By Karen Vuranch
The phrase The Wild West describes a unique time and place in American history. There were many people who embodied the spirit of the Old West and one of those larger than life characters is Belle Starr. Known as The Bandit Queen or The Petticoat Terror of the Plains, Belle Starr has taken her place in history among the outlaws and desperados of what was then known as The Wild West.
It is difficult today to separate the fact from the fiction of Belle Starr’s life. Dime novels published at the time sensationalized her outrageous escapades and her name became synonymous with robbery, horse theft and outlaw gangs. She was reputed to have ridden with Frank and Jesse James, given birth to a baby by the notorious outlaw Cole Younger, and robbed stagecoaches. But much of this is simply myth, fueled by creative novelists and newspaper reporters. Yes, she enjoyed riding through towns shooting her six-gun and she played piano in dance halls throughout the region. And, she was the Black Widow of the West, when all three of her husbands, as well as several male admirers, met with violent death. However, the larger than life crimes that she was accused of committing most likely did not happen.
Clearly, she did endorse a lawless way of life, best expressed in a comment by her to a Dallas newspaper reporter, “I am a friend to any brave and gallant outlaw.” Her husbands and consorts were men notorious for their crimes. After marrying the outlaw Sam Starr, she lived on the Canadian River, near what is now the town of Eufaula, Oklahoma. Her home was refuge to outlaws and renegades. Indeed, many people gave eyewitness accounts of Belle’s participation in the crimes. However, Belle Starr was only ever convicted once and that was for horse theft. For this, she served nine months of a one-year jail sentence, ironically released early for good behavior.
Studying the lives of individuals such as Belle Starr allows us to glimpse the Wild West and bring it to life once more. Through it we can explore the development of a unique American spirit. We are challenged to sift through fact and fiction to try to understand a fascinating time and place. Indeed, much of Belle Starr’s life is clouded by fiction and ambiguity. Even her death created a mystery. Just two days before her 41st birthday, in February of 1889, Belle Starr was returning home and was shot in the back by a shotgun. Her murderer was never identified.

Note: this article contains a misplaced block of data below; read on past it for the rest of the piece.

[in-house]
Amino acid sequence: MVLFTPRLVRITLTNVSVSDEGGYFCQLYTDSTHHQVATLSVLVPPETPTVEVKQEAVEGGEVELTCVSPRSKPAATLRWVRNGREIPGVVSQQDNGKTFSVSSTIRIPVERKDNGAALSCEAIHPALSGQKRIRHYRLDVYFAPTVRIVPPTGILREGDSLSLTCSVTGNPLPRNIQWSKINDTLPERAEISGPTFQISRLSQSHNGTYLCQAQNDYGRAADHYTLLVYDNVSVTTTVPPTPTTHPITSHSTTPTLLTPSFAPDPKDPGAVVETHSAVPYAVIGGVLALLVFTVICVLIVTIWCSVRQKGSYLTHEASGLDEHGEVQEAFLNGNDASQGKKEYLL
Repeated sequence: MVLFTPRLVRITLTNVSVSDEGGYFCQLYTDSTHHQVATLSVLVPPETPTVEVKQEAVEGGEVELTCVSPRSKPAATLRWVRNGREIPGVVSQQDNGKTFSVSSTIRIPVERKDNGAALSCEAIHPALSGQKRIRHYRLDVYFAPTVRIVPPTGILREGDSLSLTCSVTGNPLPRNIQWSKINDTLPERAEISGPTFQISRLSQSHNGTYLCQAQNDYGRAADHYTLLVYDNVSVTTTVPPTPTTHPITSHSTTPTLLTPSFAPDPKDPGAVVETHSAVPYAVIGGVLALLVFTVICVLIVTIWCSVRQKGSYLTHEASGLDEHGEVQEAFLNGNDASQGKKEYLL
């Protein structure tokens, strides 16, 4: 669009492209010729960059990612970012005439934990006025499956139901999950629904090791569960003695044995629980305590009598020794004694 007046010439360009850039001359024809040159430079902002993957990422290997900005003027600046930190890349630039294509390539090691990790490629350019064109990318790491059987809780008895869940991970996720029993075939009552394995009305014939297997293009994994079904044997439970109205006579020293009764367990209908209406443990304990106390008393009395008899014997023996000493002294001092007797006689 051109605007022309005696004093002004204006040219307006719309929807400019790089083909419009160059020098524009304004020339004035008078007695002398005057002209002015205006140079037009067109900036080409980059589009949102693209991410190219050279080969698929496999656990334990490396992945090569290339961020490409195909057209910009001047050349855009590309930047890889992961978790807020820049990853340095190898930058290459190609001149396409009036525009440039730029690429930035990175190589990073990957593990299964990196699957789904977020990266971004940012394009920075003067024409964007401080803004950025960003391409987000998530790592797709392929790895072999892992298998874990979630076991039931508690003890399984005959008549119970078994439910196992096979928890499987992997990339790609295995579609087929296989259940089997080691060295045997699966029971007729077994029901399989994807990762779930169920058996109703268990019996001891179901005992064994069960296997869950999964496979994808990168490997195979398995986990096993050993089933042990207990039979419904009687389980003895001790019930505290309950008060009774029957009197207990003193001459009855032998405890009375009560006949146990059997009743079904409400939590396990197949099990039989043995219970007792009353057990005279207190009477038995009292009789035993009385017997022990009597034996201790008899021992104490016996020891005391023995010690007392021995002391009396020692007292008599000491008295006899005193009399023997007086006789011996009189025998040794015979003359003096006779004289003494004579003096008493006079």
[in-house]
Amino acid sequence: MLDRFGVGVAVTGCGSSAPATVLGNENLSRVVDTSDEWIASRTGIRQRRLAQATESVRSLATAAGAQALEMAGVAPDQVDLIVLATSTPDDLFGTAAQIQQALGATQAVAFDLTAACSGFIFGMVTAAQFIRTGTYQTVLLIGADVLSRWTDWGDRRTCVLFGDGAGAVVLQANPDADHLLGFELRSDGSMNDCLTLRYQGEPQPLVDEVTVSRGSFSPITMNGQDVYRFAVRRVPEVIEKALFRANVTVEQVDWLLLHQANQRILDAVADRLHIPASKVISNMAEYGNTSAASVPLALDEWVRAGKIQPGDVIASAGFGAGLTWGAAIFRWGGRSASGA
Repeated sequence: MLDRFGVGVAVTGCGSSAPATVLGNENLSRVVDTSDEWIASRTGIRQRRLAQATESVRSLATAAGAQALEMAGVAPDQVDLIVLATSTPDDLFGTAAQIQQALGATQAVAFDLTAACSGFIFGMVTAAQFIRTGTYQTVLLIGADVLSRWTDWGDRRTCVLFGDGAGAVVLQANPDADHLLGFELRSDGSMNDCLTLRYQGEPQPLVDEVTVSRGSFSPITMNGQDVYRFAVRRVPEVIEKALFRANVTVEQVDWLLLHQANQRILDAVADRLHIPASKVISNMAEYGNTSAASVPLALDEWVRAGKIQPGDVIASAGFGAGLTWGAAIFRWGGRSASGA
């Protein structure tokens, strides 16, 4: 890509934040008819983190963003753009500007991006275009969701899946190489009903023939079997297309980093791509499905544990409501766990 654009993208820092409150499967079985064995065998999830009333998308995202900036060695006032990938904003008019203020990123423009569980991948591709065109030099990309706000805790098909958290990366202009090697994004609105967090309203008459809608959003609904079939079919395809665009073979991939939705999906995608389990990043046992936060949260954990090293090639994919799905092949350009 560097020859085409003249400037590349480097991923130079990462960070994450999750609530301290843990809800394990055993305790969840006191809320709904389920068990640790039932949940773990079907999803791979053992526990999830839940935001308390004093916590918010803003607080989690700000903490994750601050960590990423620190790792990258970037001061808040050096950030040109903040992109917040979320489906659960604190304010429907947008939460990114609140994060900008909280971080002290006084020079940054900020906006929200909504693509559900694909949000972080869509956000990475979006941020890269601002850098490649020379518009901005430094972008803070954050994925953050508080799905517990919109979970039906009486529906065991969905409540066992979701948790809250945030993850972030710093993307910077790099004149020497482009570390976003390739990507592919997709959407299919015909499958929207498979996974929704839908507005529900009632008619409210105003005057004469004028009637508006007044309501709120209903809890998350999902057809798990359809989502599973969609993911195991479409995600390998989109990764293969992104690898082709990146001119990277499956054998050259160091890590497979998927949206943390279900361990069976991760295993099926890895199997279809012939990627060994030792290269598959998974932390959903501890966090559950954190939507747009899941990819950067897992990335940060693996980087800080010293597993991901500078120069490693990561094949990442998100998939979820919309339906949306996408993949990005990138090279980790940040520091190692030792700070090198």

In summarizing her life for a Fort Smith Elevator reporter about a year before her death, Belle stated, “I regard myself as a woman who has seen much of life.” It is what she has seen that fascinates us and captivates our modern curiosity. The life of Belle Starr gives us a glimpse of the rash and reckless spirit of the Wild West.
Karen Vuranch has presented at Chautauquas across the country and has performed internationally. In addition to Belle Starr, she recreates author Pearl Buck; labor organizer Mother Jones; humanitarian Clara Barton, Renaissance pirate Grace O’Malley, Chef Julia Child, beloved children’s author Laura Ingalls Wilder and writer Edith Wharton. Karen has also written and performs one-woman plays based on oral histories she gathered: Coal Camp Memoires, about the West Virginia coal fields, and Homefront, about women in World War II.
Karen has been honored by many organizations including the Robert C. Byrd Community Service Award, the McWhorter Achievment Award from the West Virginia Storytelling Guild; Performing Artist of the Year for Tamarack, the West Virginia state arts center; the Spirit of West Virginia Award from the state tourism office and the Celebrate Women Award from the Women’s Commission of the West Virginia Legislature. And, in 1994, Karen and her husband Gene Worthington performed together at the Ellipse Theatre at the White House. She has releasted two CDs and a DVD of her performances.
Karen has an M.A. in Humanities from West Virginia Graduate College and teaches Introduction to Theater and Speech and Appalachian Studies for Concord University.